MUCH COULD CHANGE over the next fortnight, with injuries an ever-present risk, but Joe Schmidt must be feeling enthusiastic about Ireland’s prospects for their three-Test series in Australia next month.
With a Grand Slam in the bag already this season and a Leinster team including many Ireland internationals having secured the Champions Cup last weekend, things are looking rosy for Irish rugby.
Robbie Henshaw’s knee injury is a cause for concern for Schmidt ahead of the tour, of course, and he will be hoping that this weekend’s Leinster v Munster Pro14 semi-final and the final a week later don’t claim any victims.
But with Australian teams struggling in Super Rugby again and the negative narrative around rugby Down Under continuing this year, Ireland look well placed to have a good tilt at a series success in June.
Ireland take on Michael Cheika’s Wallabies across three weekends, beginning in Brisbane on Saturday 9 June, before trips to Melbourne and Sydney.
While playing the Wallabies has so often felt like a daunting challenge in the past – and it certainly shouldn’t be underestimated – there will be confidence in the Irish group that travels.
On the other side of the coin, the pessimism in Australian rugby right now seems to be as widespread as it has ever been.
That’s partly on account of the miserable time the Aussie Super Rugby teams are enduring.
Their combined record against New Zealand sides has extended out to 39 consecutive defeats, while the Queensland Reds’ loss away to Japan’s Sunwolves last weekend has only added to the negative vibes.
Dave Wessels, who was linked with Munster before Johann van Graan signed, has brought about improvement at the Rebels in Melbourne but they are struggling in defence, with 44 tries conceded in 11 games.
The Waratahs appear to be regressing under Daryl Gibson, last weekend’s collapse against the Crusaders to lose on a 31-29 scoreline, having led 29-0 at one stage in the first-half, underlining their issues.
The Brumbies have been hit severely by the departure of players like Scott Fardy and other top internationals in recent seasons, while new head coach Brad Thorn is only really getting to grips with the Reds.
There was some relief for Cheika when Rebels scrum-half Will Genia’s knee injury earlier this month proved not to be quite as serious as initially feared, and the experienced halfback may be fit to face Ireland.
But the Wallabies look to have lost Waratahs flanker Ned Hanigan for the first Test at least after a knee injury, while experienced hooker Tatafu Polota-Nau is set to be unavailable after his stint with Leicester Tigers.
The controversy around Isreal Folau’s homophobic comments certainly hasn’t helped to lift the mood amongst many of Australian rugby fans, although Cheika will have been pleased to see the fullback show his attacking qualities at times in his two recent games since returning from a hamstring issue.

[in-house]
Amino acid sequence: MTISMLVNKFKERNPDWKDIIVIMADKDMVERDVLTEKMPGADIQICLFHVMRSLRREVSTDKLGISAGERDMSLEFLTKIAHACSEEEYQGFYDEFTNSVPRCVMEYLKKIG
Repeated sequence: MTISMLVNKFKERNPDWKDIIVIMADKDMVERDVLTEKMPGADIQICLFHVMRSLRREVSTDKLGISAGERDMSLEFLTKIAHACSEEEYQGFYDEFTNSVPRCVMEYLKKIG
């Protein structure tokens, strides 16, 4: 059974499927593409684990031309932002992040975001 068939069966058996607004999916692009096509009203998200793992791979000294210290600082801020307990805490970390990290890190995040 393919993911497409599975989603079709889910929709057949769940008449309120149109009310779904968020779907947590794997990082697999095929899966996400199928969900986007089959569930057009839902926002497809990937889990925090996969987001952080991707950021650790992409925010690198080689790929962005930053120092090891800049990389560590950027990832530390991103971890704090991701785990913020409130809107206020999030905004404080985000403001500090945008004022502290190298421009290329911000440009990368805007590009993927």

There is a sense that the Wallabies and Australian rugby need this Ireland series – the Grand Slam winners coming to town should generate genuine excitement for the first time in too long.
Ireland were last in Australia during a summer tour in 2010, although only for one Test [a 22-15 win for the Wallabies] after they had been to New Zealand.
Cheika will also have some belief that he and assistant coaches Stephen Larkham and Nathan Grey can coax their Super Rugby players into far better performances than they have delivered with their franchises.
The Wallabies didn’t have a great November last year, losing to England and Scotland after winning against the Welsh, but it’s worth remembering that they beat the All Blacks 23-18 in the Bledisloe Cup in October.
Looking back to the 2017 Rugby Championship, Cheika’s men managed only two wins in six, but Schmidt certainly won’t be writing them off.
That’s why the Ireland boss will name a strong squad when he announces his touring party next week, with the expectation being that he will call on around 32 players.
There have been suggestions that the likes of Johnny Sexton and Tadhg Furlong might benefit from a rest this summer but the players themselves will be as keen as ever to travel, something Sexton underlined soon after the Six Nations.
There is always excitement around an Ireland squad-naming and younger players like Jordan Larmour will be hoping the tour can provide them with further opportunities to get a feel for Test rugby.
Whether the uncapped Tadhg Beirne is involved after a heavy workload with Scarlets this season remains to be seen, while previous fringe players such as Jack O’Donoghue and Rory Scannell have surely impressed Schmidt in recent months.
The issue of Ireland’s third out-half remains of interest too – does Ian Keatley tour or will Joe Schmidt hand an opportunity to Ross Byrne after a season in which he has made 18 starts for Leinster and played with increasing confidence?
Though injuries will keep Sean O’Brien, Josh van der Flier, Chris Farrell and possibly Henshaw out of the tour, the bulk of the Grand Slam winners will be back and Ireland must be targetting a series success in Australia.
- This article was updated at 3.54pm to correct ‘Chieka’ to ‘Cheika’.
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